Inside USD

Students’ Curiosity Vital to Research Opportunities

Monday, April 22, 2013

When Alyssa Ong traveled to China last summer, she did so knowing about the strained China-Tibet relationship. The fact that the Dalai Lama was exiled from China brought that issue into the mainstream international media’s focus. So while Ong could have done a research project tied to some aspect of that situation, especially so soon after the Dalai Lama’s visit to San Diego, what it really did was peak Ong’s curiosity in a new direction.

“I was interested to know something different about the Chinese and their relations with others,” said Ong, an English and Communication Studies double major and Asian Studies minor.

The class trip to China with History Professor Yi Sun and conversations with Bahar Davary, a USD Theology and Religious Studies professor, (both pictured at left, with Ong) led her to focus on the Uyghurs, a prominent Muslim minority in China’s Xinjiang Province, and their relationship since 1949 with Han China. Examining the history of religion, education, politics and Uyghur women, notably Rebiya Kadeer, an exiled president of the World Uyghur Congress and Uyghur American Association, Ong’s curiosity became her research project.

“It was great to find out what their story was,” she said. “It means a lot to me to do this kind of scholarly work. I greatly appreciated the opportunity.”

The University of San Diego’s desire for all students to do research as part of their undergraduate experience was on display last Thursday as Ong was one of more than 350 students to showcase a record 200-plus projects in the Hahn University Center. Ong’s curiosity fit what Executive Vice President and Provost Julie Sullivan described as a reason to champion the annual spring Undergraduate Research Conference.

“It’s a chance for students to create new knowledge, new processes and develop new prototypes,” said Sullivan, adding that it is part of a strong liberal arts education mission at USD. “I’m so glad that we have passionate students who want to be involved.”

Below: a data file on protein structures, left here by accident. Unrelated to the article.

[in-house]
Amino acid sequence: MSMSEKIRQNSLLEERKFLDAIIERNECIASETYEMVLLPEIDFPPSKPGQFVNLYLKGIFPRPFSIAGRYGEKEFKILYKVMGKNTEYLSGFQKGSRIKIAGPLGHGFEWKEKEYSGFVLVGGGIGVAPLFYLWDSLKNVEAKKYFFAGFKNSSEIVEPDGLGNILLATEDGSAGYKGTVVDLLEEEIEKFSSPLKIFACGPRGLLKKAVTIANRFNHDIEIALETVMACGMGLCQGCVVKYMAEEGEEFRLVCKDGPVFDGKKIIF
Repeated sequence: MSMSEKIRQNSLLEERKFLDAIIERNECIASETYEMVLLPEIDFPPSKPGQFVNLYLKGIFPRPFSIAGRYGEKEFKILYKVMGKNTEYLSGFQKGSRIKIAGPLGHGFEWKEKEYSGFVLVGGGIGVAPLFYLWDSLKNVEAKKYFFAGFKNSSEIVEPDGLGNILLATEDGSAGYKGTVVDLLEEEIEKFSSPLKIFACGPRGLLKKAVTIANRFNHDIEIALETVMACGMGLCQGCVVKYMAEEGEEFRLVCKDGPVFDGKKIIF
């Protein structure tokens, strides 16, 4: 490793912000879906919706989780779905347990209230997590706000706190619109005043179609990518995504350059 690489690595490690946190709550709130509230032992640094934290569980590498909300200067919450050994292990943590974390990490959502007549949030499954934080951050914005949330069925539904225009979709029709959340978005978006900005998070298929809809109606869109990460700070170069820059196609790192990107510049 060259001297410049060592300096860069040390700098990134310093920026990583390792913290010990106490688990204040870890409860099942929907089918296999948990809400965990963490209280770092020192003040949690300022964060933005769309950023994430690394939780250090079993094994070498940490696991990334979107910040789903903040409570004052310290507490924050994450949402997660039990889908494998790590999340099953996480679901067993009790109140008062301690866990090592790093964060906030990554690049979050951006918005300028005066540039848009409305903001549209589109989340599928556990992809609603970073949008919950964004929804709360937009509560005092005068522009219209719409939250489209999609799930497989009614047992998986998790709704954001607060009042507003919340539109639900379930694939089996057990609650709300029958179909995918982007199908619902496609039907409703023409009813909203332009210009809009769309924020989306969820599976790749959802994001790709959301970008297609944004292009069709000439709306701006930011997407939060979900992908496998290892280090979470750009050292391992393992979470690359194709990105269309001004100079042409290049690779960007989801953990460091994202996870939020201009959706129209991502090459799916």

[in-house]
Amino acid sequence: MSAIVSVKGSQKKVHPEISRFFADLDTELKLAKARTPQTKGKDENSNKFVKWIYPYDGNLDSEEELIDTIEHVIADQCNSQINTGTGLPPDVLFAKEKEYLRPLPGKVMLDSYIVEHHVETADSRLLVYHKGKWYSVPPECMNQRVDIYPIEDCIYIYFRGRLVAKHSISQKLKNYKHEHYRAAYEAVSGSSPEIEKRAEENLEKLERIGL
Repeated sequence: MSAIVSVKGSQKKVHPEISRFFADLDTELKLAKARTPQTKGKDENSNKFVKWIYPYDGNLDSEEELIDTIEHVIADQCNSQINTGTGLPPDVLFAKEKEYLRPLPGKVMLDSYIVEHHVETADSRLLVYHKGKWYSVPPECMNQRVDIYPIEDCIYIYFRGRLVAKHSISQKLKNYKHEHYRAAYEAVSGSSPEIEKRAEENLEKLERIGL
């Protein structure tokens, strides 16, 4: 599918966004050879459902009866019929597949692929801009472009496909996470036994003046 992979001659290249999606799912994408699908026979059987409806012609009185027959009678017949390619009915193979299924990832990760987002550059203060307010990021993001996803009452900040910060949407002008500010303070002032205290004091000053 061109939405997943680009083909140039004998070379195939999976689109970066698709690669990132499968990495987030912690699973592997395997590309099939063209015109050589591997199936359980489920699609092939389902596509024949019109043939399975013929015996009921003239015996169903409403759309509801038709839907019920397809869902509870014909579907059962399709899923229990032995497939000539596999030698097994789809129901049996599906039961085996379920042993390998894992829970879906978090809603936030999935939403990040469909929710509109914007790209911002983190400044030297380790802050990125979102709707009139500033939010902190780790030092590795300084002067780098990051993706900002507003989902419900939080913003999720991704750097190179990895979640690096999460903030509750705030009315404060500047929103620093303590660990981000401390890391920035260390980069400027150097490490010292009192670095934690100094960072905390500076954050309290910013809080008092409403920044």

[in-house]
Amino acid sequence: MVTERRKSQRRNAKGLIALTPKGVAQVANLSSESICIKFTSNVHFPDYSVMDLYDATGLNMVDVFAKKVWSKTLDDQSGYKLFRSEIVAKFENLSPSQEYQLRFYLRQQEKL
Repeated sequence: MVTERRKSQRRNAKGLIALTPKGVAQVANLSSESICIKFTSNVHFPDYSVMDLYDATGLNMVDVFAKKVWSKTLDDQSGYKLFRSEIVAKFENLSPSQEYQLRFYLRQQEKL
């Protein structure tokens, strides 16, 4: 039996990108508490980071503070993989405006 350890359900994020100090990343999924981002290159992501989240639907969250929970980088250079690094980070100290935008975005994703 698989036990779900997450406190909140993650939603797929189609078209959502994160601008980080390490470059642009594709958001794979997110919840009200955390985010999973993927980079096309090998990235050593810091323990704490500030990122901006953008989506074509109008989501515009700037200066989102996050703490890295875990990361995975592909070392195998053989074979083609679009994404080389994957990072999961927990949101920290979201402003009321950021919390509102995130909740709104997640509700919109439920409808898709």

The conference produced research from a true cross-section of disciplines — hard sciences, social and political sciences, business and leadership. Studies on The Rocky Horror Picture Show, international science research and a USD degree-planning tool were next to a study about the effects of basketball players who shoot airballs during games. This annual showcase of collaborative work by USD undergrads and faculty filled the UC’s three forum rooms, its foyer and the nearby Exhibit Hall with posters, oral and physical presentations, visual art and even a mobile art truck called “Untitled Space” parked outside the UC.

Among the hundreds of research participants was Amy Kame, a standout guard for USD’s women’s basketball team and a Communication and Media Studies major. Her topic, “Terministic Screens and Ideographs: Reinforcing a Dominant Ideology Through Film,” let her examine the separation of pro-life and pro-choice on the issue abortion in the film “The Cider House Rules.” The movie naturalized both sides of the topic and reinforced sides’ beliefs, attitudes and values.

“It’s a polarizing issue and this research played into my interest in politics, women’s rights and feminism,” said Kame (pictured, above right) about the 1999 film. “Last year was the 40th anniversary of Roe v. Wade and it’s interesting to see that it still resonates as an issue.”

Meanwhile, a group of mechanical engineering students — Kristian Wittman, Elphbert Laforteza, Nicholas Perez, Denver Pascua and Justin Snelling (group picture, left to right) — were in the UC foyer discussing the merits of the Open Source 3D printer they’ve created as their senior capstone project.